Waymo's autonomous cars have steadily rolled through test routes in multiple states over the past few years, and now the company claims it has passed a new milestone: 4 million self-driven miles logged on public roads. That makes the Waymo fleet the most experienced autonomous car platform currently on the road, according to the company, which says the average American driver would take 300 years to hit the same mark. While the number is arbitrary to a degree, the progress it represents is essential to Waymo's mission to create truly driverless cars. The AI behind the platform needs to be trained in real-world situations to understand how to react to every potential condition it might face, so the more test miles it logs, the better. The Google spinoff says its fleet of test vehicles drove the last million miles in just six months, a rapid improvement from the 18 months it took to accumulate the first million (from the first public test).
Uber is planning to buy up to 24,000 self-driving cars from Volvo, the company has announced, moving from its current model of ride-sharing using freelance drivers to owning a fleet of autonomous cars. Following the three-year self-driving partnership with Volvo, the non-binding framework could give Uber a boost in its ambitions to perfect self-driving systems to replace human drivers, following setbacks and lawsuits over trade secrets and talent. Volvo said Monday it would provide Uber with up to 24,000 of its flagship XC90 SUVs, which retail from around £50,000, equipped with autonomous technology as part of a non-exclusive deal from 2019 to 2021. The Geely-owned car company will provide the vehicles, while Uber will provide the yet-to-be-built self-driving system, which is currently under development by Uber's Advanced Technologies Group. The announcement follows the news that Alphablet's Waymo will launch the world's first autonomous car service in the next few months in Arizona, where it is legal to operate self-driving cars without humans behind the wheel, unlike the majority of the rest of the US and the world, which requires the safety net of a human driver.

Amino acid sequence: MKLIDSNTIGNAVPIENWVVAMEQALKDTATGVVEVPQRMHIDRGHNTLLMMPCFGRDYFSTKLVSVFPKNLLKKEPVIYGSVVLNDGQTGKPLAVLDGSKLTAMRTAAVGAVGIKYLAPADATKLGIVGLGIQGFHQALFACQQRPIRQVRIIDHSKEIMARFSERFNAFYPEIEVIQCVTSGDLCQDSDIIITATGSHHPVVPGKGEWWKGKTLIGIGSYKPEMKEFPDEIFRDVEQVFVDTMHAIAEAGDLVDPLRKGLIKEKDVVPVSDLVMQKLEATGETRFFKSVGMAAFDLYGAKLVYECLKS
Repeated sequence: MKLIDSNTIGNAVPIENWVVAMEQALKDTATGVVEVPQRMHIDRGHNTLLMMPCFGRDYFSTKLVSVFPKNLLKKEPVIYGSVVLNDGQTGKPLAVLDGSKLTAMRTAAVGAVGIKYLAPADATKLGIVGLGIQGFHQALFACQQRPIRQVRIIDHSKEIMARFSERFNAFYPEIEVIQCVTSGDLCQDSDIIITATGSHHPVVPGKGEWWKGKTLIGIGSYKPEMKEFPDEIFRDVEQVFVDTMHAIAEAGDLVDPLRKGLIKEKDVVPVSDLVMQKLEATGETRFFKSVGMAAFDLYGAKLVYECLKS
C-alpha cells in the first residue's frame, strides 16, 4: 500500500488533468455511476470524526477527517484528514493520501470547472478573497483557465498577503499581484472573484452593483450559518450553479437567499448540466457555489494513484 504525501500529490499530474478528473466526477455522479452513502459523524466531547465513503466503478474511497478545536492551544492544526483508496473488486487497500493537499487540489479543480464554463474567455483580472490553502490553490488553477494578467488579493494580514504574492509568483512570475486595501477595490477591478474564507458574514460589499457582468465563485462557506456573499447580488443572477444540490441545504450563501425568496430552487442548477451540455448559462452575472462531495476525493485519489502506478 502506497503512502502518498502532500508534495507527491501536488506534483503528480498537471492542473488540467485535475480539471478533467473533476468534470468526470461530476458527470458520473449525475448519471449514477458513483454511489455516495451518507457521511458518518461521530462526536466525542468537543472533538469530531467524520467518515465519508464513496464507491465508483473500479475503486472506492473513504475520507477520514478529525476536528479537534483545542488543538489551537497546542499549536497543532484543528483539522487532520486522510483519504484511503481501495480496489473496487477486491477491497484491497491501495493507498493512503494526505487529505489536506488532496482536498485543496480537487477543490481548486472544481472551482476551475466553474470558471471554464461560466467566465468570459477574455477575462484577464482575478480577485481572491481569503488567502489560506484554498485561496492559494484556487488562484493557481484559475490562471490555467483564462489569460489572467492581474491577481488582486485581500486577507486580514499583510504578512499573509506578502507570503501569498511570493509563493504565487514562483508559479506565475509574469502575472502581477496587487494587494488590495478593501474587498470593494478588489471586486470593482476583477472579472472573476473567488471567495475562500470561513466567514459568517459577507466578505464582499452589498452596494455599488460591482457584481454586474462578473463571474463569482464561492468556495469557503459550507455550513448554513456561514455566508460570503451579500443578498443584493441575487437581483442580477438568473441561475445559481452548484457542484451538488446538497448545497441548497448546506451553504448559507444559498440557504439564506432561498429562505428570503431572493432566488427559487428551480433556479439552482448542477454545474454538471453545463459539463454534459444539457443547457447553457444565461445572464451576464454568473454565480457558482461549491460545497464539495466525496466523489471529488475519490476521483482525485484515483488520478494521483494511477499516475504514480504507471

Tesla will reveal its semi-truck design tonight in a highly anticipated event in Hawthorne, California, reaching another goal in founder Elon Musk's "Master Plan" for the company. The semi is the automaker's first shot at disrupting the trucking industry in the same way it brought all-electric cars to the forefront of the consumer auto conversation -- but Tesla won't be alone in its attempt to bring electric, autonomous big rigs to the world's highways. There are multiple next-gen trucking projects in the works from all manner of players, from fledgling startups with one killer concept to major conglomerates launching new brands. Some of the ventures focus on creating all-electric powertrains for heavy-duty vehicles, while others add self-driving features and new fleet logistics systems to standard rigs -- but they all want to shake up the trucking industry. SEE ALSO: Elon Musk rips the press for'ridiculous' coverage of Tesla firings Before Musk takes the stage at 8 p.m. Pacific on Thursday (or jumps on top of his new rig or whatever he winds up doing), lets take a look at a few of the other most exciting trucks in development that could change the way we haul cargo.